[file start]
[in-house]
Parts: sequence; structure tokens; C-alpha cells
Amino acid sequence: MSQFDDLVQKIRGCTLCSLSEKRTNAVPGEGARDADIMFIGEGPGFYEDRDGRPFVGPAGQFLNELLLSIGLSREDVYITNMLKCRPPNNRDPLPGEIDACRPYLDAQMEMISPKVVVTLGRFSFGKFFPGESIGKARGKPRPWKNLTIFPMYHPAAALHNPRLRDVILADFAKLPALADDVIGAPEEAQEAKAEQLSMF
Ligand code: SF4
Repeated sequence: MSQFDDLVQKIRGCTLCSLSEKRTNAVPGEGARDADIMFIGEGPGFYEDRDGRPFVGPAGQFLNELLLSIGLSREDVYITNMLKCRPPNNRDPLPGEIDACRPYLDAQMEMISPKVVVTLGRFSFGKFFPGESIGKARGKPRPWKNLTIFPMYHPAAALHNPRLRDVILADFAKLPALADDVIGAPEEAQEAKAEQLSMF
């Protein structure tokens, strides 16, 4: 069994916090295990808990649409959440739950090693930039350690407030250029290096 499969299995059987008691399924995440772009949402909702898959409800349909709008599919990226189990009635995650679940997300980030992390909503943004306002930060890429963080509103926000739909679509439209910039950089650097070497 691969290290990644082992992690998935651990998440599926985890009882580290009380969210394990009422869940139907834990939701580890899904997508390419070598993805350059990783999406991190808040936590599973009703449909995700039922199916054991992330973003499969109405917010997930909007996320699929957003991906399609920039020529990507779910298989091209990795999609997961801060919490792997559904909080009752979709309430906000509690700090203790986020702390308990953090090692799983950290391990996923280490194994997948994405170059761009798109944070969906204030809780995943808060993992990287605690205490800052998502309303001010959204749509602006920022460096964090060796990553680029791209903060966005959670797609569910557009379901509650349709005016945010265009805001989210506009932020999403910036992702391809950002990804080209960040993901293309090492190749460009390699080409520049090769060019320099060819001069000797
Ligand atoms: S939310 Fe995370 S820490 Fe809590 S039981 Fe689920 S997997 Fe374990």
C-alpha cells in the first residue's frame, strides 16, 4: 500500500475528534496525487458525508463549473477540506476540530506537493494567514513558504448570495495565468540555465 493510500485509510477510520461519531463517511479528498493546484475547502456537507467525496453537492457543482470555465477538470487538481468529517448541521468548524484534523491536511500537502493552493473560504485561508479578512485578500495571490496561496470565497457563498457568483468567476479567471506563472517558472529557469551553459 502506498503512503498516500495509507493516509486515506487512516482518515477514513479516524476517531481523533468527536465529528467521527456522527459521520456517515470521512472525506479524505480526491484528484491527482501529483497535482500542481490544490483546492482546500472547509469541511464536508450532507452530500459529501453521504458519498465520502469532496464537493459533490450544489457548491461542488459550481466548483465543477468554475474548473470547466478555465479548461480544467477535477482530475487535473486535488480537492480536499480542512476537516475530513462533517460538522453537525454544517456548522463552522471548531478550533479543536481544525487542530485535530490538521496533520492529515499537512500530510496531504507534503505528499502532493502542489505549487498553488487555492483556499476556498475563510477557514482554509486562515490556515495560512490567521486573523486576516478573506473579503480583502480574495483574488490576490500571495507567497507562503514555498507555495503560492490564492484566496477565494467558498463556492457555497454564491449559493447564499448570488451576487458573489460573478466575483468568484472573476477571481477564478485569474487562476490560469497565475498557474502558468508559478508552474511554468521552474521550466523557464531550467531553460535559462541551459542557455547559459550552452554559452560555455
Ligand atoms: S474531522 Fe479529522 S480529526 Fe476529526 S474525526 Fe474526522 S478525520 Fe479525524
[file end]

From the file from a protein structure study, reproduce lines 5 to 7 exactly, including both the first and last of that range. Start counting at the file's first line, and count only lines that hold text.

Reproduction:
Repeated sequence: MSQFDDLVQKIRGCTLCSLSEKRTNAVPGEGARDADIMFIGEGPGFYEDRDGRPFVGPAGQFLNELLLSIGLSREDVYITNMLKCRPPNNRDPLPGEIDACRPYLDAQMEMISPKVVVTLGRFSFGKFFPGESIGKARGKPRPWKNLTIFPMYHPAAALHNPRLRDVILADFAKLPALADDVIGAPEEAQEAKAEQLSMF
């Protein structure tokens, strides 16, 4: 069994916090295990808990649409959440739950090693930039350690407030250029290096 499969299995059987008691399924995440772009949402909702898959409800349909709008599919990226189990009635995650679940997300980030992390909503943004306002930060890429963080509103926000739909679509439209910039950089650097070497 691969290290990644082992992690998935651990998440599926985890009882580290009380969210394990009422869940139907834990939701580890899904997508390419070598993805350059990783999406991190808040936590599973009703449909995700039922199916054991992330973003499969109405917010997930909007996320699929957003991906399609920039020529990507779910298989091209990795999609997961801060919490792997559904909080009752979709309430906000509690700090203790986020702390308990953090090692799983950290391990996923280490194994997948994405170059761009798109944070969906204030809780995943808060993992990287605690205490800052998502309303001010959204749509602006920022460096964090060796990553680029791209903060966005959670797609569910557009379901509650349709005016945010265009805001989210506009932020999403910036992702391809950002990804080209960040993901293309090492190749460009390699080409520049090769060019320099060819001069000797
Ligand atoms: S939310 Fe995370 S820490 Fe809590 S039981 Fe689920 S997997 Fe374990």